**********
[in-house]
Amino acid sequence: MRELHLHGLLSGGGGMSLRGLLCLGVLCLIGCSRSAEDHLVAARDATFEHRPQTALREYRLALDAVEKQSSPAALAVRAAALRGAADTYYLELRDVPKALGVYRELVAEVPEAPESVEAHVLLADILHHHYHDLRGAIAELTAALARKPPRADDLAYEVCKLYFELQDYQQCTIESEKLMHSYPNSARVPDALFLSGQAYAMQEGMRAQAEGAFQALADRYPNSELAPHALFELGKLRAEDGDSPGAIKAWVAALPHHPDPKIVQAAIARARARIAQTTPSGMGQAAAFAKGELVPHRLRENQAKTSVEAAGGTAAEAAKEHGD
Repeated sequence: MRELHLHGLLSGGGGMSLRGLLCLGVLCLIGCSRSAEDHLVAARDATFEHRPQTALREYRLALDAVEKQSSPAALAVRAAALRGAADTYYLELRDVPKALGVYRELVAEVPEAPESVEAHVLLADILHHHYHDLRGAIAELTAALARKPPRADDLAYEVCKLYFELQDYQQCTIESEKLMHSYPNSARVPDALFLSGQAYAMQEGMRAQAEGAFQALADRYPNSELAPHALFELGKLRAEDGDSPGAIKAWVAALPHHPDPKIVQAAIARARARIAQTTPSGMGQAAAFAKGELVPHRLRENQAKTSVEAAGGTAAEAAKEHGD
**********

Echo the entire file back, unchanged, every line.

[in-house]
Amino acid sequence: MRELHLHGLLSGGGGMSLRGLLCLGVLCLIGCSRSAEDHLVAARDATFEHRPQTALREYRLALDAVEKQSSPAALAVRAAALRGAADTYYLELRDVPKALGVYRELVAEVPEAPESVEAHVLLADILHHHYHDLRGAIAELTAALARKPPRADDLAYEVCKLYFELQDYQQCTIESEKLMHSYPNSARVPDALFLSGQAYAMQEGMRAQAEGAFQALADRYPNSELAPHALFELGKLRAEDGDSPGAIKAWVAALPHHPDPKIVQAAIARARARIAQTTPSGMGQAAAFAKGELVPHRLRENQAKTSVEAAGGTAAEAAKEHGD
Repeated sequence: MRELHLHGLLSGGGGMSLRGLLCLGVLCLIGCSRSAEDHLVAARDATFEHRPQTALREYRLALDAVEKQSSPAALAVRAAALRGAADTYYLELRDVPKALGVYRELVAEVPEAPESVEAHVLLADILHHHYHDLRGAIAELTAALARKPPRADDLAYEVCKLYFELQDYQQCTIESEKLMHSYPNSARVPDALFLSGQAYAMQEGMRAQAEGAFQALADRYPNSELAPHALFELGKLRAEDGDSPGAIKAWVAALPHHPDPKIVQAAIARARARIAQTTPSGMGQAAAFAKGELVPHRLRENQAKTSVEAAGGTAAEAAKEHGD